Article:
American Chemical Society's Weekly PressPac

November 03, 2008

ARTICLE #1 FOR IMMEDIATE RELEASE

Record high performance with new solar cells
The Journal of Physical Chemistry C

Researchers in China and Switzerland are reporting the highest efficiency ever for a promising new genre of solar cells, which many scientists think offer the best hope for making the sun a mainstay source of energy in the future. The photovoltaic cells, called dye-sensitized solar cells or Grätzel cells, could expand the use of solar energy for homes, businesses, and other practical applications, the scientists say. Their study is scheduled for the November 13 issue of ACS' The Journal of Physical Chemistry C, a weekly publication.

The research, conducted by Peng Wang and colleagues -- who include Michael Grätzel, inventor of the first dye-sensitized solar cell -- involves photovoltaic cells composed of titanium dioxide and powerful light-harvesting dyes. Grätzel cells are less expensive than standard silicon-based solar cells and can be made into flexible sheets or coatings. Although promising, Grätzel cells until now have had serious drawbacks. They have not been efficient enough at converting light into electricity. And their performance dropped after relatively short exposures to sunlight.

In the new study, researchers describe lab tests of solar cells made with a new type of ruthenium-based dye that helps boost the light-harvesting ability. The new cells showed efficiencies as high as 10 percent, a record for this type of solar cell. The new cells also showed greater stability at high temperatures than previous formulas, retaining more than 90 percent of their initial output after 1,000 hours in full sunlight. -- MTS

ARTICLE # 1 FOR IMMEDIATE RELEASE
"New Efficiency Records for Stable Dye-Sensitized Solar Cells with Low-Volatility and Ionic Liquid Electrolytes"

DOWNLOAD FULL TEXT ARTICLE http://dx.doi.org/10.1021/jp808018h

CONTACT:
Peng Wang, Ph.D.
Chinese Academy of Sciences
Changchun, China
Email: peng.wang@ciac.jl.cn




ARTICLE #2 FOR IMMEDIATE RELEASE

Tale of two snails reveals secrets about the biochemistry of evolution
Journal of Proteome Research

Researchers in Spain are reporting deep new insights into how evolution changes the biochemistry of living things, helping them to adapt to new environments. Their study, based on an analysis of proteins produced by two populations of marine snails, reveals chemical differences that give one population a survival-of-the fittest edge for life in its cold, wave-exposed environment. Their report is scheduled for the November 7 issue of ACS' Journal of Proteome Research, a monthly publication.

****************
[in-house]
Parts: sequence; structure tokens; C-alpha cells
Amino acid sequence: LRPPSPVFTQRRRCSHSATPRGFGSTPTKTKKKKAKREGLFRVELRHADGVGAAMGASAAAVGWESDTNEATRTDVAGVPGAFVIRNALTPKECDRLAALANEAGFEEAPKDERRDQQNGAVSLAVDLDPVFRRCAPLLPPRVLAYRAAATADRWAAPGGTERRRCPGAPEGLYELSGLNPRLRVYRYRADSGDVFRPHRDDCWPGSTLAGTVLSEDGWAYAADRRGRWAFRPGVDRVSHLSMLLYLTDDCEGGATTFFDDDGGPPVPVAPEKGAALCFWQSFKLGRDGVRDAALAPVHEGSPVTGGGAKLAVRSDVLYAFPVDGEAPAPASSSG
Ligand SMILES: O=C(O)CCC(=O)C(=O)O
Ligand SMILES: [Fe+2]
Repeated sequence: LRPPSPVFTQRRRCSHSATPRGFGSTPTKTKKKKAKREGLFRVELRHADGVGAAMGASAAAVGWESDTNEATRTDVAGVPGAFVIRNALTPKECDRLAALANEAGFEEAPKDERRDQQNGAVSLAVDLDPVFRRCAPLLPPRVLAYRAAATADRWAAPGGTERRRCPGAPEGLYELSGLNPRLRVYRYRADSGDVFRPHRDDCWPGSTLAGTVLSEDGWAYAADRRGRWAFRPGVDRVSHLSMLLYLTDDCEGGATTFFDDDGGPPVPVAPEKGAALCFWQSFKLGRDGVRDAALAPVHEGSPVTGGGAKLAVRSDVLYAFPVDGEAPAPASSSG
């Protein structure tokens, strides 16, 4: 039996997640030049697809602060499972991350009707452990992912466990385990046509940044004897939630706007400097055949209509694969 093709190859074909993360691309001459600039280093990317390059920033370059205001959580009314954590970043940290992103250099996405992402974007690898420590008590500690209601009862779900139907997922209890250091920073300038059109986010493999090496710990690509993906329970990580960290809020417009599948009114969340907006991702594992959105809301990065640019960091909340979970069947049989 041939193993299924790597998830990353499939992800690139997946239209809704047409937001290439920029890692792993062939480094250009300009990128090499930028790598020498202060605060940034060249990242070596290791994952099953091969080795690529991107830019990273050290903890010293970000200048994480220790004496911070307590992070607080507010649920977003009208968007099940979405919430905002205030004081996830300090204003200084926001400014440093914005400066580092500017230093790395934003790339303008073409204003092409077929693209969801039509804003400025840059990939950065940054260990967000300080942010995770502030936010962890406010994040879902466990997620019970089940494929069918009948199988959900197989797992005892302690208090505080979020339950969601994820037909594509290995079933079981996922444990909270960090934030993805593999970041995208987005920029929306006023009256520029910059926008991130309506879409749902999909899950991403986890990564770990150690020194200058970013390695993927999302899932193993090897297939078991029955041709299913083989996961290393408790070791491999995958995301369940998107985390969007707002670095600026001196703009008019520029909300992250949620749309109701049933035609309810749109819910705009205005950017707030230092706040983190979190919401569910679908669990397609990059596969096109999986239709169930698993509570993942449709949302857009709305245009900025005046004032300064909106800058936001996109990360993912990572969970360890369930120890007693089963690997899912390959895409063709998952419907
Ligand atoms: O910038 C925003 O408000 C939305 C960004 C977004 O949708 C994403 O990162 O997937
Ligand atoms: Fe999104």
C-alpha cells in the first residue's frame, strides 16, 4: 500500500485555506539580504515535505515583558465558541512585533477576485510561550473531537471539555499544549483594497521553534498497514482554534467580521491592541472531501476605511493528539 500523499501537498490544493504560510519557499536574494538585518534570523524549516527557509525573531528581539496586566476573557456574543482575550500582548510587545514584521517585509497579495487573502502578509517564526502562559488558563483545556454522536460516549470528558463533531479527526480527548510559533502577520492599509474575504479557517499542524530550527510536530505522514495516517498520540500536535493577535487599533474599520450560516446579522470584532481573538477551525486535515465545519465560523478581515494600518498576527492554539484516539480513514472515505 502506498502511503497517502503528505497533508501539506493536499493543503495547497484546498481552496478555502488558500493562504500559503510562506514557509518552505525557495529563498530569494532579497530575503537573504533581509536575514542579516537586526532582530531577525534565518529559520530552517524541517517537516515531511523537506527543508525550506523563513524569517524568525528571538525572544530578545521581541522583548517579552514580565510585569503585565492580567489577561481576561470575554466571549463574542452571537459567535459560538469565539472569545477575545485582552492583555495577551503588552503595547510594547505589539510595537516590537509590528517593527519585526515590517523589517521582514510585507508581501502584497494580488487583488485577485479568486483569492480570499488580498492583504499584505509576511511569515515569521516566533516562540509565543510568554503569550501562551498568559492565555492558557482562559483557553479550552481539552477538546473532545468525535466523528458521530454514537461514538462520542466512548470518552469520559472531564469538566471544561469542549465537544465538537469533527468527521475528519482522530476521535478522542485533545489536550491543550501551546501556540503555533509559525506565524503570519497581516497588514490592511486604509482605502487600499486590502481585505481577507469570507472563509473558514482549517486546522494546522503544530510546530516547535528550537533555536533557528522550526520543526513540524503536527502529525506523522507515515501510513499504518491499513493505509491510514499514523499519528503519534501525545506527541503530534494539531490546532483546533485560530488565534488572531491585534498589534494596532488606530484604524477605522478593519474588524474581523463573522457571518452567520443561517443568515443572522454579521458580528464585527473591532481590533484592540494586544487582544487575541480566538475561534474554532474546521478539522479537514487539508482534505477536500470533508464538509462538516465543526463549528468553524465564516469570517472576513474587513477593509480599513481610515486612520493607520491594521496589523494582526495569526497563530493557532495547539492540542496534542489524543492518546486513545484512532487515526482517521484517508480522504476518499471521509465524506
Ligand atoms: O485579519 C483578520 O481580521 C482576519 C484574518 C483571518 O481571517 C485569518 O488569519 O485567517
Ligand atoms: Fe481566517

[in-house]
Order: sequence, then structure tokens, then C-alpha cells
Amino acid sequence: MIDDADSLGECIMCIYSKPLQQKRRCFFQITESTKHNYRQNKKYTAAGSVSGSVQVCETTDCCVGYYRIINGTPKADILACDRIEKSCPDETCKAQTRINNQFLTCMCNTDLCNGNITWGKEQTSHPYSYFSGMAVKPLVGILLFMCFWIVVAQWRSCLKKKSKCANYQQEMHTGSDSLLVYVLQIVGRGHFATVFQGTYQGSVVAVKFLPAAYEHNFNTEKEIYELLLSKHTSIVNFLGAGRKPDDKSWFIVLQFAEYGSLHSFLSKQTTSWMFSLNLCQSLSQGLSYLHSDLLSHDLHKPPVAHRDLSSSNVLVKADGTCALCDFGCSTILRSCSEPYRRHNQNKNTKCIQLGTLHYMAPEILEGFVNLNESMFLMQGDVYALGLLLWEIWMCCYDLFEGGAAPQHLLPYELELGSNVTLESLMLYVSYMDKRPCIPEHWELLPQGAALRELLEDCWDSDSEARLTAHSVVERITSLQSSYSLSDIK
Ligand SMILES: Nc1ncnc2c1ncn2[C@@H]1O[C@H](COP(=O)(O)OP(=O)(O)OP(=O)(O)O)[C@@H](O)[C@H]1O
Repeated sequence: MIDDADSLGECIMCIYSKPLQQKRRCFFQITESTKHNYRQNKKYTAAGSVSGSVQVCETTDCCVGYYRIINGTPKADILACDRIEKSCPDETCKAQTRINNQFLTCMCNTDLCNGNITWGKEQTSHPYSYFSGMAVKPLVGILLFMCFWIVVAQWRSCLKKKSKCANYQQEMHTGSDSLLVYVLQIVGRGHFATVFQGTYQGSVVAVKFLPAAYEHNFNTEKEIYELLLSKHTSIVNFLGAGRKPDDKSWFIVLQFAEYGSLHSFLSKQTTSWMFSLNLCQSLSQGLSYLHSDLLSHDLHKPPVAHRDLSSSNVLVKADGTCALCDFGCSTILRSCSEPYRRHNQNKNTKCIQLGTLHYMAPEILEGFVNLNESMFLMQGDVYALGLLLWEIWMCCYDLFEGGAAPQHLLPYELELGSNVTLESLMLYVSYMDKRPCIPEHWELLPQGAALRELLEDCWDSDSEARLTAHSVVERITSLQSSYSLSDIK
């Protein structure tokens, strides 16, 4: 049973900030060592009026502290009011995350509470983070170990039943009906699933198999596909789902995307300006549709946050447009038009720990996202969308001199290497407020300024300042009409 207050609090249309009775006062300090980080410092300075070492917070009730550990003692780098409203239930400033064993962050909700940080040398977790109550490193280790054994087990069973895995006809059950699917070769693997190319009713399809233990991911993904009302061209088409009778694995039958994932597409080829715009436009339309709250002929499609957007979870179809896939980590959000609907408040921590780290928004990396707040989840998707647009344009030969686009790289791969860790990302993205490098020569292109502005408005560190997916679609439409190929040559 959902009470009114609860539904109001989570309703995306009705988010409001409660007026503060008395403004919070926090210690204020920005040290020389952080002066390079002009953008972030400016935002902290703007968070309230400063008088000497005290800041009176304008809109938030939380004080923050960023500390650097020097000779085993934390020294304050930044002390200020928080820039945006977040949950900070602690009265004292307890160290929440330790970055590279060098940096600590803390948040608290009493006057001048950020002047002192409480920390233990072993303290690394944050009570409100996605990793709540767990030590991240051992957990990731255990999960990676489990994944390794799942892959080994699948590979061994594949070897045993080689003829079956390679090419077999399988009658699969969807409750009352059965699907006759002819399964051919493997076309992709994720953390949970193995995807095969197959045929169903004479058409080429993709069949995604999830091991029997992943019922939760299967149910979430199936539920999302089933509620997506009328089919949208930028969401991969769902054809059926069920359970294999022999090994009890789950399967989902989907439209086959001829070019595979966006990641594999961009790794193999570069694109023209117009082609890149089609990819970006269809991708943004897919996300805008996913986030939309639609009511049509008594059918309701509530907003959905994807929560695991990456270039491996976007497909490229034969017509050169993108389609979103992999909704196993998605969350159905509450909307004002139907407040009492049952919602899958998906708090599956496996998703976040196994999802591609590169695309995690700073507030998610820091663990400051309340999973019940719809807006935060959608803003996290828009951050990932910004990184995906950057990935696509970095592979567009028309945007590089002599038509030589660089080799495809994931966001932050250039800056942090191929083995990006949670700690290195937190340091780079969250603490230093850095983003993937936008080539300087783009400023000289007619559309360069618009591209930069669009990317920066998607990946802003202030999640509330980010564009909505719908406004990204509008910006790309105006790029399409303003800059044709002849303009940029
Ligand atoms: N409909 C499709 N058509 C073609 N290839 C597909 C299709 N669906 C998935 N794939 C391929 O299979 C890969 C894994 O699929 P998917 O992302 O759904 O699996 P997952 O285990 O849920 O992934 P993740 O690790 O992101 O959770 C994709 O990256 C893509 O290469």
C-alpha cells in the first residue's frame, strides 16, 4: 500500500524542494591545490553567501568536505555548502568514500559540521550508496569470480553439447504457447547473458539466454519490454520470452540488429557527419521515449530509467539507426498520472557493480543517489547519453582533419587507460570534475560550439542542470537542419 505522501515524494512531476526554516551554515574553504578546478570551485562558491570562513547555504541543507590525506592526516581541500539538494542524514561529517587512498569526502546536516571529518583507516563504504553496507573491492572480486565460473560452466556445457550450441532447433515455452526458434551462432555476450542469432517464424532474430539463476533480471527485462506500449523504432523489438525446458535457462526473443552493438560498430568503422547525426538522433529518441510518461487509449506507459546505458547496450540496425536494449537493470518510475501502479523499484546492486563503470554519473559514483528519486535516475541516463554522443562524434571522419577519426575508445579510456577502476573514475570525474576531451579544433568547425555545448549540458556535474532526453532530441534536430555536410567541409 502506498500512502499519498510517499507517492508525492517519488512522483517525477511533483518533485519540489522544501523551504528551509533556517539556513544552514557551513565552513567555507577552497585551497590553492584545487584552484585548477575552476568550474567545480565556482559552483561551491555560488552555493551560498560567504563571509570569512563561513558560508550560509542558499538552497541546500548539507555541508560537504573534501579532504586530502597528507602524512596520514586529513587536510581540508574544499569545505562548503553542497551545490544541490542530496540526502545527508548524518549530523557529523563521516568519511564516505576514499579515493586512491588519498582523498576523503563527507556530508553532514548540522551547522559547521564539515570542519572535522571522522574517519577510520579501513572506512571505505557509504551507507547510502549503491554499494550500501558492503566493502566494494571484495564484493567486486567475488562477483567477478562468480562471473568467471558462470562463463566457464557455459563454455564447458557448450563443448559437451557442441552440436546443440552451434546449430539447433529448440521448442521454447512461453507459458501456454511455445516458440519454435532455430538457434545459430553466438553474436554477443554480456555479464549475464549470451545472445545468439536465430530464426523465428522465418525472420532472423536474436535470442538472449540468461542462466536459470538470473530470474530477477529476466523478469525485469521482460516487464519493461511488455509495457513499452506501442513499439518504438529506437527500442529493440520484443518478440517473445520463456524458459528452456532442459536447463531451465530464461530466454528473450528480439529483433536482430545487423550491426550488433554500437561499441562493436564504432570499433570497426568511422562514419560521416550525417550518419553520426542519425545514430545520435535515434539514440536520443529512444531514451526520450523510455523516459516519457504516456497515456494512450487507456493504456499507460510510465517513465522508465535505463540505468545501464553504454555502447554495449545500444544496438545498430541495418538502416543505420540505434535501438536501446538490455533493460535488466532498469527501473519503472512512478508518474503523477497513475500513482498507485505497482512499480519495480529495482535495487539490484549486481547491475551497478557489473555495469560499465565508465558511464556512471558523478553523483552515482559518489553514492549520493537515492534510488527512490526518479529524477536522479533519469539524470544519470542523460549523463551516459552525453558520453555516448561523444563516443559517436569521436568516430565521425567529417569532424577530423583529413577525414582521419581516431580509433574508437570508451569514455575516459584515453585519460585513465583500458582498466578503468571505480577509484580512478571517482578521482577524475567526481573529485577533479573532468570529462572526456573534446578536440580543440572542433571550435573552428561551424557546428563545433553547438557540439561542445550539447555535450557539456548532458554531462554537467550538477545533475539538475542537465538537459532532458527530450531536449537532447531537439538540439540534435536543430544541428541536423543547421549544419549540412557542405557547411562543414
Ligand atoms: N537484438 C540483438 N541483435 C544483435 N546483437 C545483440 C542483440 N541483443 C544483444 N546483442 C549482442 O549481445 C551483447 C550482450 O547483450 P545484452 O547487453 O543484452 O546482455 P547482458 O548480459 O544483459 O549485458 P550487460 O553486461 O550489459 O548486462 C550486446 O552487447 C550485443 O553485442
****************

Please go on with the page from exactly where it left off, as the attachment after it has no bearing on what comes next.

In the new study, Emilio Rolán-Alvarez and colleagues note that scientists long have known that animals of the same species can have different physical characteristics enabling them to survive in different habitats. One famous example is the different beak sizes and shapes that evolved in Darwin's finches, enabling the birds to live on different foods in different habitats on the Galapagos Islands. Until now, however, scientists knew little about the invisible biochemical changes behind such adaptations.

To help fill those gaps, the scientists studied two populations of marine snails that live only a few feet apart on the Spanish coast. One group lives on the lower shore, typically submerged in water and protected from large changes in temperature. The other group lives on the upper shore exposed to daily changes in temperature, humidity and other environmental conditions. Tests with mass spectrometry showed major differences in about 12 percent of the proteins in the snail, a subset of proteins that apparently enables the snails to survive in different environmental conditions. -- MTS

ARTICLE #2 FOR IMMEDIATE RELEASE
"Proteomic Comparison between Two Marine Snail Ecotypes Reveals Details about the Biochemistry of Adaptation"

DOWNLOAD FULL TEXT ARTICLE http://dx.doi.org/10.1021/pr700863e

CONTACT:
Emilio Rolán-Alvarez, Ph.D.
Universidad de Vigo
Vigo, Spain
Phone: 34-986-813827
Fax: 34-986-813828
Email: rolan@uvigo.es




ARTICLE #3 FOR IMMEDIATE RELEASE

Tiny DNA tweezers can catch and release objects on-demand
Journal of the American Chemical Society

Researchers in China are reporting development of a new DNA "tweezers" that are the first of their kind capable of grasping and releasing objects on-demand. The microscopic tweezers could have several potential uses, the researchers note. Those include microsurgery, drug and gene delivery for gene therapy, and in the manufacturing of nano-sized circuits for futuristic electronics. Their study is scheduled for the November 12 issue of the weekly Journal of the American Chemical Society.

Zhaoxiang Deng and colleagues note that other scientists have developed tweezers made of DNA, the double helix molecule and chemical blueprint of life. Those tweezers can open and close by responding to complementary chemical components found in DNA's backbone. However, getting the tweezers to grasp and release objects like real tweezers has remained a bioengineering challenge until now.